The VC4, which is well over 90% of the Silicon in the SoC is the Broadcom VC4 GPU. That is part of all Pis, so far, and one would expect that it--or a follow-on upgrade of it--will be in any new SoC used in any future Pi. The SoC *is* the "guts of the RPi 3". The only other major components that is on the CM3L is a 1GB RAM module. The CM3 adds 4GB of eMMC flash. The NEC version of the CM3 replaces the 4GB eMMC with 16GB of eMMC.
(Note: I am reading the question as referring to the CM3. The CM uses the original Model B/Model A/A+/B+/Pi0/Pi0W(H) SoC...single core ARMv11, 700MHz to 1GHz, 512MB RAM with 4GB eMMC added.)
Yes--though not on the CM3L. Also "different" (in this case does not necessarily mean "better".
Yes, and the I/O board can be customized. The development board (done by the RPT), exposes lots of GPIO connections as well as both camera and display interfaces, but only a single USB connector. On the other hand--to give an example--the WD SATA Adapter has two USB ports, no Ethernet connector, no GPIO pins, no DSI, no CSI, but it does have a SATA connector...and an actual power switch.2. Needs an IO board
The CM3 sells for less than a Pi3B, and the CM3L sells for less than the CM3. The development carrier board costs considerably more. The WD SATA Adapter is less than a Pi3B, but a CM3 (or CM3L) plus the SATA Adapter comes to more than a Pi3B.3. More expensive
The interface (the SODIMM-style edge connector) pinout is published. I don't know how that works with regards to your--or anyone else's--definition of "open source". The binary blob it takes to boot a CM/CM3/CM3L is the same closed source code that boots any other Pi.4. Open source (yay!)
How are you at circuit board design and surface mount soldering? Remember that you will be responsible for having the required power and power safety circuitry correct as well as an interfaces you want on the carrier board.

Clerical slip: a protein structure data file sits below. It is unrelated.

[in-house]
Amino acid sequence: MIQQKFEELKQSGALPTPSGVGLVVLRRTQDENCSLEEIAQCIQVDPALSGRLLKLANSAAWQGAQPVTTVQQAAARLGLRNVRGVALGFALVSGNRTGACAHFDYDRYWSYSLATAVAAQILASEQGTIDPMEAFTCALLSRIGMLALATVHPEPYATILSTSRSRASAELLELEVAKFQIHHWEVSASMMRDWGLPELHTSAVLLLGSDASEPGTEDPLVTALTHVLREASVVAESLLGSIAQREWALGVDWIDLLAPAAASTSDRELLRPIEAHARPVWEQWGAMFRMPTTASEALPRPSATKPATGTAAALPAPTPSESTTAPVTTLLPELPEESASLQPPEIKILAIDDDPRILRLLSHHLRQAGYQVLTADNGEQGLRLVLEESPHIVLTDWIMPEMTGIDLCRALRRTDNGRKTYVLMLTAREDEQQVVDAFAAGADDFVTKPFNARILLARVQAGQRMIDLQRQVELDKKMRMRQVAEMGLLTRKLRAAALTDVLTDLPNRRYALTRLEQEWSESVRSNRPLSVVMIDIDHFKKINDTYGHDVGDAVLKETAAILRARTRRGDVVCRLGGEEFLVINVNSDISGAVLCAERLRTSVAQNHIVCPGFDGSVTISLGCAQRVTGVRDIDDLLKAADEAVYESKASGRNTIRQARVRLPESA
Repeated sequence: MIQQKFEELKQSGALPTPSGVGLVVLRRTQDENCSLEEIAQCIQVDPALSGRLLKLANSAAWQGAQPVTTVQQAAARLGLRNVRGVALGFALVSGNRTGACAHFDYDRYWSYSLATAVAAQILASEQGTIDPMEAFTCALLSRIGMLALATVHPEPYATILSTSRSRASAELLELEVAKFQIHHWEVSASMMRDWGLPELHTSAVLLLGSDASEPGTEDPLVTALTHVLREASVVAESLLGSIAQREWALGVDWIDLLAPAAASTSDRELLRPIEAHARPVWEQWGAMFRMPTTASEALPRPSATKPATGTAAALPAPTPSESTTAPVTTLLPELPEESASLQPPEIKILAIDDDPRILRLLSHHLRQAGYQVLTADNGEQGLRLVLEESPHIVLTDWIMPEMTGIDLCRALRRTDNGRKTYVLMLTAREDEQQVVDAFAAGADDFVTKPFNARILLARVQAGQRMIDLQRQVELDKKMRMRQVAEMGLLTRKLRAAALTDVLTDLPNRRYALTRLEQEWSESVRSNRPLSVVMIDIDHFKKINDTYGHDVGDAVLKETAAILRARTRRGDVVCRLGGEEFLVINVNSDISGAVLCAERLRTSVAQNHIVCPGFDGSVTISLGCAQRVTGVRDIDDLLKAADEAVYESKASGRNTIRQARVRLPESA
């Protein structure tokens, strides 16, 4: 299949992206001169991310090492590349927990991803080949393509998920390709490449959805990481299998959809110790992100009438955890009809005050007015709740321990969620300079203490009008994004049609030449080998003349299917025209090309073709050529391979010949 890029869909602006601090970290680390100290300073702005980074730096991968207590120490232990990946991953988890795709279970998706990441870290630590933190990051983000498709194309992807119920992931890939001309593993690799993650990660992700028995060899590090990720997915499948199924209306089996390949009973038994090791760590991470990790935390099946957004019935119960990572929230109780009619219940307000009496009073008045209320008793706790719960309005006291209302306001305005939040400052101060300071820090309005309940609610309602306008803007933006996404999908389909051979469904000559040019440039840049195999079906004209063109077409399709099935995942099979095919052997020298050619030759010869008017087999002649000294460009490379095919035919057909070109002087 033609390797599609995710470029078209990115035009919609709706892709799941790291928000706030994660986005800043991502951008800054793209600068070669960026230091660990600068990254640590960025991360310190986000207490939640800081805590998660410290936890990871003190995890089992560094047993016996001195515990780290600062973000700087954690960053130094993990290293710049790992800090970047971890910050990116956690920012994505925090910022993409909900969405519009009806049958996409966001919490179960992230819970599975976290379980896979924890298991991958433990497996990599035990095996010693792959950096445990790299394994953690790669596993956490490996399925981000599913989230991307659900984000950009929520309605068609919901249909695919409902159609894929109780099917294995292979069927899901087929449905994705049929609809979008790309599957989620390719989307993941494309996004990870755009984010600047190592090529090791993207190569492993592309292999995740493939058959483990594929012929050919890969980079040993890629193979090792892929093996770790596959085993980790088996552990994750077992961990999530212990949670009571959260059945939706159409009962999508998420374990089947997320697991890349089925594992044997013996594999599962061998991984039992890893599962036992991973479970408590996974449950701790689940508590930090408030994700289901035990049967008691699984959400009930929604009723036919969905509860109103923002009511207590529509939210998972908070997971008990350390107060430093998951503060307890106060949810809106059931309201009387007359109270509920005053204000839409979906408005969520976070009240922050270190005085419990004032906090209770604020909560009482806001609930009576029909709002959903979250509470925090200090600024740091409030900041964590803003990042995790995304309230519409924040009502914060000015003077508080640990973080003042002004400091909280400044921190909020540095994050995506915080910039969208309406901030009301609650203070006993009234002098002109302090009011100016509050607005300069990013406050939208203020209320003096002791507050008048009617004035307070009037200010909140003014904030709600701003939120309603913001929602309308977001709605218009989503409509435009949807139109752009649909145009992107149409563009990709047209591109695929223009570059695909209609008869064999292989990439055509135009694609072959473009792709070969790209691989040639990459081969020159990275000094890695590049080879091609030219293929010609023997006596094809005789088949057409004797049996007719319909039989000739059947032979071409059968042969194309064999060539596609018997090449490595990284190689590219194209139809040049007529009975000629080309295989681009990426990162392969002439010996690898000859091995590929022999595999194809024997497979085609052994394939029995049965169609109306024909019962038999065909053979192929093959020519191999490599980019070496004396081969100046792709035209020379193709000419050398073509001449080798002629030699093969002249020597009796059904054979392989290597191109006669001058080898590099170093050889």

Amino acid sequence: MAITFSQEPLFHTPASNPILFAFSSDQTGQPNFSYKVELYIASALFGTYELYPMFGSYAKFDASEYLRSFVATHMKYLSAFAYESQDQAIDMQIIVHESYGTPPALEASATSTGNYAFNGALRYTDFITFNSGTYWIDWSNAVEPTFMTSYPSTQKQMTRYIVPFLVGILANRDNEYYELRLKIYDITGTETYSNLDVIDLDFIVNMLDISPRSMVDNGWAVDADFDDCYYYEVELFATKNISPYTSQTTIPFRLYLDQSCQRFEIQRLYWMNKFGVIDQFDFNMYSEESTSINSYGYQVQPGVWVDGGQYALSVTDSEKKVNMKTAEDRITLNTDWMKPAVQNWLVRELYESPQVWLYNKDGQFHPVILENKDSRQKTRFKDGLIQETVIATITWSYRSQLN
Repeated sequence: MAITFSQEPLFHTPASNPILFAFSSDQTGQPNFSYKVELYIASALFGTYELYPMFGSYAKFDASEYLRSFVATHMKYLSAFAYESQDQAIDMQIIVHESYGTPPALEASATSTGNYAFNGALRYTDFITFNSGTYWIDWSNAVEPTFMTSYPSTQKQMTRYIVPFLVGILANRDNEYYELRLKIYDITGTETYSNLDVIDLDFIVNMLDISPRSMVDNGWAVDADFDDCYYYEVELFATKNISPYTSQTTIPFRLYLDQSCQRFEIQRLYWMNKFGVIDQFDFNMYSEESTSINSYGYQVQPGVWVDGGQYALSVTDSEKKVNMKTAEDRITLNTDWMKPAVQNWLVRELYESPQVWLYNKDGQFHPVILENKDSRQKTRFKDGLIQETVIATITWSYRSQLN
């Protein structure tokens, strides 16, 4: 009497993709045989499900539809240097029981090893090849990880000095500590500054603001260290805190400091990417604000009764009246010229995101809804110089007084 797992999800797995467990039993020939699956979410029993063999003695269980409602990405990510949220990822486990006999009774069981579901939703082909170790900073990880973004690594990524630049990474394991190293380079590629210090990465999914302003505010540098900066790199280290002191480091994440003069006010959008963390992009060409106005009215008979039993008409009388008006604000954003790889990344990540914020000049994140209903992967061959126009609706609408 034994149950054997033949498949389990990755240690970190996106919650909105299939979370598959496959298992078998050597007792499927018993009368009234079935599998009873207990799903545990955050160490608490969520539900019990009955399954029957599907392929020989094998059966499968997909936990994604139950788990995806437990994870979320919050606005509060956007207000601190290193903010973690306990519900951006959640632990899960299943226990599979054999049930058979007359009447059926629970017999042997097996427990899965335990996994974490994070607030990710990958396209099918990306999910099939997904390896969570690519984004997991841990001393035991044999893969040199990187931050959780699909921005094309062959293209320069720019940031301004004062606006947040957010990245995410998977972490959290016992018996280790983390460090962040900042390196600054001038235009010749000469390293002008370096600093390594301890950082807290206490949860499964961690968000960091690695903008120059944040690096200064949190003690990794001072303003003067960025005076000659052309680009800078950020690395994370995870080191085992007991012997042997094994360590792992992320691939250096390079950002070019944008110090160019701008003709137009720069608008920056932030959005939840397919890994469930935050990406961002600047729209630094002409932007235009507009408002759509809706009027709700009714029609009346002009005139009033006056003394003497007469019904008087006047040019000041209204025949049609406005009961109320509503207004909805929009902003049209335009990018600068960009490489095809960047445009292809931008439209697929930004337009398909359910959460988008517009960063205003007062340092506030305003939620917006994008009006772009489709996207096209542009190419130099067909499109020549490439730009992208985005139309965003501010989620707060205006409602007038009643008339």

The power circuits are generally on the carrier board PCB.
You *really* need to get your hands on the RPF CMIO3 board so you can get a glimpse of what is involved. I trust that you are aware that it is quite common to have 4 or more layers with winging and ground planes in them.... Designing a modern PCB is a complex process and it's really a 3D structure. What the CM3 does is to take the hardest part of the design--putting that in the module--so that the carrier can be *comparatively*--but not absolutely--imple.
I'm sure Element 14 could do it through their custom Pi program. Of course, you'd have the up front expense of covering the engineering development charge and you have to commit to buying 3000 to 5000 of the boards once they've been made... Alternatively, if you can find a local maker space, there may well be people there who could help you get started and might have the equipment to make a one-off, fairly simple, carrier board...or know of companies that will make small (i.e. 10 or less) runs from your design. There is the minor problem that if your design doesn't fork for some reason (even the pros don't always get it right the first time...or the second), then you'll have to pay for another set with a revised design. Repeat as needed.
To get an idea of how hard it is, take a look at the public information (e.g. About and Forum pages) on the fiveninjas site.
As a concept or to go into a business? Once more, I can't emphasize enough that if you are interested in the CM, read the Compute Module forum. That's where the active CM discussions take place.
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